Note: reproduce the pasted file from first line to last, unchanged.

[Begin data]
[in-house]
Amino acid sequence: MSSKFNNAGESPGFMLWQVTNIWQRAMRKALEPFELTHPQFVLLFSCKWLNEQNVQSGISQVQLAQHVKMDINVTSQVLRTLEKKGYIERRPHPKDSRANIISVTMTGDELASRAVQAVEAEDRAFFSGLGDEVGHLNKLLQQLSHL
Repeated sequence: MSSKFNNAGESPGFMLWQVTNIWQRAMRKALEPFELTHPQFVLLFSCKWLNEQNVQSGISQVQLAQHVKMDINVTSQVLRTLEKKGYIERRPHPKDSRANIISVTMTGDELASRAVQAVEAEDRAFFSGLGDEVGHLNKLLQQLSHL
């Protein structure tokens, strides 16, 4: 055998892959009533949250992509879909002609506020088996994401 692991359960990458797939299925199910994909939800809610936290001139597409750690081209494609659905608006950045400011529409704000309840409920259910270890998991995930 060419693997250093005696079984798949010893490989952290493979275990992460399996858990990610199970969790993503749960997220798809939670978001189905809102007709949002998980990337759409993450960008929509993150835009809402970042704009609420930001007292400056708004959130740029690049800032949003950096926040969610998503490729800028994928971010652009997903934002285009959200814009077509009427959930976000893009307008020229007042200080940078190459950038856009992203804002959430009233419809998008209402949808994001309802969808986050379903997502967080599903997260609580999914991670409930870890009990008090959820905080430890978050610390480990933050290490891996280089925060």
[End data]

[in-house]
Amino acid sequence: MSSKFNNAGESPGFMLWQVTNIWQRAMRKALEPFELTHPQFVLLFSCKWLNEQNVQSGISQVQLAQHVKMDINVTSQVLRTLEKKGYIERRPHPKDSRANIISVTMTGDELASRAVQAVEAEDRAFFSGLGDEVGHLNKLLQQLSHL
Repeated sequence: MSSKFNNAGESPGFMLWQVTNIWQRAMRKALEPFELTHPQFVLLFSCKWLNEQNVQSGISQVQLAQHVKMDINVTSQVLRTLEKKGYIERRPHPKDSRANIISVTMTGDELASRAVQAVEAEDRAFFSGLGDEVGHLNKLLQQLSHL
């Protein structure tokens, strides 16, 4: 055998892959009533949250992509879909002609506020088996994401 692991359960990458797939299925199910994909939800809610936290001139597409750690081209494609659905608006950045400011529409704000309840409920259910270890998991995930 060419693997250093005696079984798949010893490989952290493979275990992460399996858990990610199970969790993503749960997220798809939670978001189905809102007709949002998980990337759409993450960008929509993150835009809402970042704009609420930001007292400056708004959130740029690049800032949003950096926040969610998503490729800028994928971010652009997903934002285009959200814009077509009427959930976000893009307008020229007042200080940078190459950038856009992203804002959430009233419809998008209402949808994001309802969808986050379903997502967080599903997260609580999914991670409930870890009990008090959820905080430890978050610390480990933050290490891996280089925060």